On the 13th of February, the Punjab Minister for School Education, Murad Raas, revealed that the Punjab government will begin drug testing in both private and public schools across the province. The reports of these drug tests will be shared with the parents of the children, to ensure that there are appropriate steps taken at home, in the case of a child found using drugs.
This move by Raas, is part of a campaign to help reduce drug abuse in educational institutions. He also said that the plan had been laid out with assistance from the Anti-Narcotics Force (ANF) and the department of health. According to the minister, the government had been receiving reports, from different sources, about the use of crystal meth (methamphetamine or commonly referred to as ‘ice’ in slang) within schools across the province.
Raas also stated, that an order has been given to all deputy commissioners of Punjab to focus on closing cigarette and paan shops within a 500-yard radius of schools. He also added that, “we found that most of these shops were selling drugs to the students and are playing the role of facilitators.”
Facing the actual problem
This step can be seen as one that may help bring greater awareness in the fight against drugs as well as combatting the issue of drug abuse across the region. If the system is implemented properly, and is monitored with due diligence, than it will prove to be a major step in fighting the drug abuse problem.
However, the issue of drug abuse is not one that resides on the surface, but stems down to the educational system itself.
The simple reason for the increasing number of school children taking drugs is because there is very little else that they can focus their minds on. When schools fail to provide adequate extracurricular activities, and fail to meet the standards of proper infrastructure, which have to do with sports, music, or the arts, for example, the turn towards drugs is inevitable.
Pakistan also has one of the highest dropout rates in the world, with factors like corporal punishment, dissuading many children from ever returning to school. According to the Pakistan Education Statistics most frequent report, there are 22.4 million children out of school. Therefore, it can be safe to say that a majority of these children turn to drugs and other such activities.
In some rural areas, heroine is usually cheaper than food, and within these areas most families live below the poverty line and cannot afford to consume food on a daily basis, therefore, they have no other choice to but to involve themselves with circumstances where they are left abusing drugs. This, then, also becomes a systematic issue as almost 39% of Pakistanis are living in multidimensional poverty and have poor standards of living.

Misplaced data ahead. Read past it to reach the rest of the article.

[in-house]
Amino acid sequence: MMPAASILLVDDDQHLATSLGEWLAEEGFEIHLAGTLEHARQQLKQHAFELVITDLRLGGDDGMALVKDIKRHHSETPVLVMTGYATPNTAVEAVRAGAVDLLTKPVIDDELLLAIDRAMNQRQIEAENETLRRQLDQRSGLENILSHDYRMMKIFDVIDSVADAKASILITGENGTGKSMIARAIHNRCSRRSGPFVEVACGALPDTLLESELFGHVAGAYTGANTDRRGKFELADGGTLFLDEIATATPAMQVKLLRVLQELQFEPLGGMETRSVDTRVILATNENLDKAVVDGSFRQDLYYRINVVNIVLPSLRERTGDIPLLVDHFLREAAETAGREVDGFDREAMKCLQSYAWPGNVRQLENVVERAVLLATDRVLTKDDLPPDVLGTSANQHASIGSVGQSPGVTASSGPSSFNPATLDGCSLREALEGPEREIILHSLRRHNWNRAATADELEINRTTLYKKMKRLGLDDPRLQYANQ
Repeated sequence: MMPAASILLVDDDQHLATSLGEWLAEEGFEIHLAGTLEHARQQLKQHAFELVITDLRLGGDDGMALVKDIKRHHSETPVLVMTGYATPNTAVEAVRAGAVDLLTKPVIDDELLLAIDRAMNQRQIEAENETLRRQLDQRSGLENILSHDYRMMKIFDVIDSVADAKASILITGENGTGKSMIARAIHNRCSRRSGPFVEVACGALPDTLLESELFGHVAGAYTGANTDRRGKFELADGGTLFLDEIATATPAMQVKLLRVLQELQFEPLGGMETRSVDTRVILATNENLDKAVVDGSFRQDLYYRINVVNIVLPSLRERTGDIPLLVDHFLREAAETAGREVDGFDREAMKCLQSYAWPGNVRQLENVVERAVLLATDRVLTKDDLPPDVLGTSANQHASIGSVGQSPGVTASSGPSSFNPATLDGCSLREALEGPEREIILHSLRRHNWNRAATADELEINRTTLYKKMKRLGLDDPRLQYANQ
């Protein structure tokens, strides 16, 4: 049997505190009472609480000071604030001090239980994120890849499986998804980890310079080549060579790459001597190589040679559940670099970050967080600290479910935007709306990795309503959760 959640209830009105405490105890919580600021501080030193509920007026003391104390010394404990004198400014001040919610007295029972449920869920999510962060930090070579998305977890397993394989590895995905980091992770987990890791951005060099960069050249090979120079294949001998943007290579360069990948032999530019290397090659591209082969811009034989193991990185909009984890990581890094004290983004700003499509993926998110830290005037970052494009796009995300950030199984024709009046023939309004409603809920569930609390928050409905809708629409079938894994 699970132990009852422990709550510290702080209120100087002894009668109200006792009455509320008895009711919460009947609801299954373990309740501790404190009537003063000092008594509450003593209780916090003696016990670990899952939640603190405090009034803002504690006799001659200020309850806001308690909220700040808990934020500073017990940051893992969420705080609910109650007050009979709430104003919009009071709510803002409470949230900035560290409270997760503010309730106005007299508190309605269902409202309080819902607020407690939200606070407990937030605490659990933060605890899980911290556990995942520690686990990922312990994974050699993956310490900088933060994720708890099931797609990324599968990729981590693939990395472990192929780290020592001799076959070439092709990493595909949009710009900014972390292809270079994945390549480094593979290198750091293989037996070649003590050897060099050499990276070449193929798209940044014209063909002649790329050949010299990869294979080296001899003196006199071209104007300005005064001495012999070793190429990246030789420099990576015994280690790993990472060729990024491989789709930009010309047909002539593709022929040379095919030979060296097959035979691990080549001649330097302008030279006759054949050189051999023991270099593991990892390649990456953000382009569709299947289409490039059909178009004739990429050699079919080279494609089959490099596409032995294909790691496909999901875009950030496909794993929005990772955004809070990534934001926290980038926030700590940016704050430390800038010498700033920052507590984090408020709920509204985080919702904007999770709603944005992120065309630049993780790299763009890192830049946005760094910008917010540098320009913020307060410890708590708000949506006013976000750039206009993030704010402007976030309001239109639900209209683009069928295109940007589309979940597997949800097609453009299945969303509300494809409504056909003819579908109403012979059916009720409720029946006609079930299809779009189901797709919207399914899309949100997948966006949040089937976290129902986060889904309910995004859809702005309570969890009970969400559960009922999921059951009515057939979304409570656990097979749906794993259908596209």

To visit each and every school in the province, and test each student for drug abuse is probably the worst way of tackling such an issue. There are over 60,000 private schools and over 52,000 public schools in the province. Even on the off-chance that each school houses 3 children who take drugs, the Punjab government would end up having to check 336,000 children to check for drug users amongst them. The Punjab government will probably end up exhausting their resources before they can finish the initiative.
The constructive solution
The solution, therein, does not lie with the prospect of introducing a drug accountability scheme for the students in the Punjab province, but in making sure that the policy makers give their due diligence and importance in helping to improve educational standards. Introducing proper teaching practices and subsidizing rural school infrastructure along with cracking down on drug suppliers will prevent children in schools from consuming drugs.
If the Punjab government really wants to help the problem of drug abuse in schools, then instead of drug testing initiatives, they should act through the provision of teacher training and introducing facilities, where children can go and use their time constructively.
There are approximately 9 million children out of school in Punjab alone, in which a good chunk probably use drugs. Therefore, why not spend precious time and resources on the kids out of school and provide them with an opportunity to help curb the drug epidemic.
These preposterous schemes just go to show just how important education is in the eyes of the government, that they forget to tackle real issues and fixate upon just one area where problems exist, without understanding that if they confront the issue from the bottom-up they might just be more successful in exterminating the drug problem.